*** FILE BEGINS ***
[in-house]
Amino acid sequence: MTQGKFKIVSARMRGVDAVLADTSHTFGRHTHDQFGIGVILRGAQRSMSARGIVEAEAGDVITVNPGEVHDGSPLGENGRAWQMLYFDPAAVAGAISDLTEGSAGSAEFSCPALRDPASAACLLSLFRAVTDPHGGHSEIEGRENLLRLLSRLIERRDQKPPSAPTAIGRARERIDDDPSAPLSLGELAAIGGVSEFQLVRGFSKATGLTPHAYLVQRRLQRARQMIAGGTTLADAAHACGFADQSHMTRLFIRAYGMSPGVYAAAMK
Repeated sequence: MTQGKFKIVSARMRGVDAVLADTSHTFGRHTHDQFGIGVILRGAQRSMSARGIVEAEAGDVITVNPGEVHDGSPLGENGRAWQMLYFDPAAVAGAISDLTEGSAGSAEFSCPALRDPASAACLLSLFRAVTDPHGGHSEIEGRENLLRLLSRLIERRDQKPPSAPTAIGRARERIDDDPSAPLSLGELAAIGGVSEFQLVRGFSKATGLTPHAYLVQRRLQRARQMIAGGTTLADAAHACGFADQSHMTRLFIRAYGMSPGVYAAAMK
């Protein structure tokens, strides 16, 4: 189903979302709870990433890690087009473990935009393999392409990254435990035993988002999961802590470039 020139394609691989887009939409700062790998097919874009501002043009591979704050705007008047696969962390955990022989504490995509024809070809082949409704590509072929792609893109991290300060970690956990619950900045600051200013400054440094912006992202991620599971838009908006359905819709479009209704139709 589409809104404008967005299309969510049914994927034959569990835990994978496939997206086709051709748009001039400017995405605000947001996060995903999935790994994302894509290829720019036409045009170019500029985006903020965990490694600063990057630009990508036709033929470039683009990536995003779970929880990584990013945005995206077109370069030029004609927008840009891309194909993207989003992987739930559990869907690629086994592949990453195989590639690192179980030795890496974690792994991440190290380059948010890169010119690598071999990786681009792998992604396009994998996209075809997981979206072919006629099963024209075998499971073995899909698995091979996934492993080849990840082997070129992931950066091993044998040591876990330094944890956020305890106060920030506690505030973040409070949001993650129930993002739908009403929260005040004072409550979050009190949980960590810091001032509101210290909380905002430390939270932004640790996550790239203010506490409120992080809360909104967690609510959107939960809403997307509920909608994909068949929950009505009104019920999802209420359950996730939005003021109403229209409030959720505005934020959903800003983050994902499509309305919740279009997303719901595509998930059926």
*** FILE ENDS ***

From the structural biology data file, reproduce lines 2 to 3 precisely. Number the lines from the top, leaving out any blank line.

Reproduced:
Amino acid sequence: MTQGKFKIVSARMRGVDAVLADTSHTFGRHTHDQFGIGVILRGAQRSMSARGIVEAEAGDVITVNPGEVHDGSPLGENGRAWQMLYFDPAAVAGAISDLTEGSAGSAEFSCPALRDPASAACLLSLFRAVTDPHGGHSEIEGRENLLRLLSRLIERRDQKPPSAPTAIGRARERIDDDPSAPLSLGELAAIGGVSEFQLVRGFSKATGLTPHAYLVQRRLQRARQMIAGGTTLADAAHACGFADQSHMTRLFIRAYGMSPGVYAAAMK
Repeated sequence: MTQGKFKIVSARMRGVDAVLADTSHTFGRHTHDQFGIGVILRGAQRSMSARGIVEAEAGDVITVNPGEVHDGSPLGENGRAWQMLYFDPAAVAGAISDLTEGSAGSAEFSCPALRDPASAACLLSLFRAVTDPHGGHSEIEGRENLLRLLSRLIERRDQKPPSAPTAIGRARERIDDDPSAPLSLGELAAIGGVSEFQLVRGFSKATGLTPHAYLVQRRLQRARQMIAGGTTLADAAHACGFADQSHMTRLFIRAYGMSPGVYAAAMK